The Washington Post has a provocative headline
this morning: “Poll: Majority of Republicans OK with revenue increases.”
After asking a series of questions about the debt, the Peter G. Peterson Foundation poll conducted by Global Strategy Group asked respondents: “If both parties were to agree on a long-term solution on the national debt, I would support it, even if it includes revenue increases that I don’t agree with.” 54-percent of self-identified Republicans agreed.
Word choice matters here, and the decision to use “revenue increases” as opposed to “tax increases” was intentional (every word in a poll is carefully chosen). Peterson’s spin on the poll was that everyone wants “a majority of voters in both parties are willing to give ground on key issues in order to achieve a much desired, long-term fiscal solution.” To arrive at those polling results, the questions whitewashed the policy prescriptions being discussed, i.e., tax increases.
Pollsters understand “tax increases” are unlikely to poll as well as “revenue increases.” This is not controversial.
Last night, the Senate moved to end debate on so-called Marketplace Fairness Act
, more commonly known as the Internet Sales Tax. The bill would turn small, online businesses into tax collectors for states in which they have no real connection
. Despite representing a state without a sales tax, Delaware Senator Chris Coons favors the legislation.
According to the Associated Press, Coons “supports the bill in part because tax-free Internet sales are eating into sales by Delaware retailers.” The article continues:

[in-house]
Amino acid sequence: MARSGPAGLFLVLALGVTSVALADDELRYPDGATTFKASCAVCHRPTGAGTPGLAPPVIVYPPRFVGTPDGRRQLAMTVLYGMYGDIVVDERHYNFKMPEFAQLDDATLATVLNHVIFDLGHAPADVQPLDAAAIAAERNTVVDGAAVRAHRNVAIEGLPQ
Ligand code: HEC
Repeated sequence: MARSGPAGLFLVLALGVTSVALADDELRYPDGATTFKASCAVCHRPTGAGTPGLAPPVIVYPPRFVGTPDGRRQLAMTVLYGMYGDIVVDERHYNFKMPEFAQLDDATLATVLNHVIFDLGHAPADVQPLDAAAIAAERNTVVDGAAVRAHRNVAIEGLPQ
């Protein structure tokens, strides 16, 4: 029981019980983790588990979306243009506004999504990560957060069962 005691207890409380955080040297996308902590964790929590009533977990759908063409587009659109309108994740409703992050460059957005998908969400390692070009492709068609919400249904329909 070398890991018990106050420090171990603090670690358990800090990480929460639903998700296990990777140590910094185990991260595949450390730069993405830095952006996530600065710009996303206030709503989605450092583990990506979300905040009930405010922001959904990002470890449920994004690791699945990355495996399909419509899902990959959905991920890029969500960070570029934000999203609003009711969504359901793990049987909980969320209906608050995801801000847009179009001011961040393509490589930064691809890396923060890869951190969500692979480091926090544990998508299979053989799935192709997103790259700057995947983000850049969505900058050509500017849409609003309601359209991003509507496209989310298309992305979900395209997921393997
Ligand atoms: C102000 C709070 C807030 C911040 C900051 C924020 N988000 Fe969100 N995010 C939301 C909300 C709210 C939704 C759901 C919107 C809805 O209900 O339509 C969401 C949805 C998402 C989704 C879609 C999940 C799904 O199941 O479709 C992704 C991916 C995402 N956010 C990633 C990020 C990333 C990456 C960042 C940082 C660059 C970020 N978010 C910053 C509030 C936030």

“In our region, we’ve long benefited from significant commercial sales from residents of Maryland, of New Jersey, Pennsylvania and elsewhere, who come to Delaware to shop because we’re a tax-free state,” Coons said. “Over time, the benefit of that has eroded as folks discovered that they could buy the same things online without paying sales tax from home.”
This is earmark-style parochialism at its worst. Coons wants to end tax-free shopping online so people will bring their tax-free shopping habits back to his home state.
So insular is Coons’ focus, he is urging “residents of Maryland, of New Jersey, Pennsylvania and elsewhere” to break their respective states’ tax laws. As the same AP article explains, “In many states, shoppers are required to pay unpaid sales taxes when they file state tax returns.”
Guest Post by David Addington, The Heritage Foundation
To hear the brick-and-mortar businesses complain of the need to enact S. 743, the so-called Marketplace Fairness Act, you would think that the Constitution entitled every brick-and-mortar store to a successful business model in perpetuity. The legislation, on which the Senate will act shortly, authorizes states to order out-of-state businesses to collect their state’s sales tax on sales over the Internet. The legislation overturns the existing rules in the free market, to the benefit of the brick-and-mortar businesses over their competitors.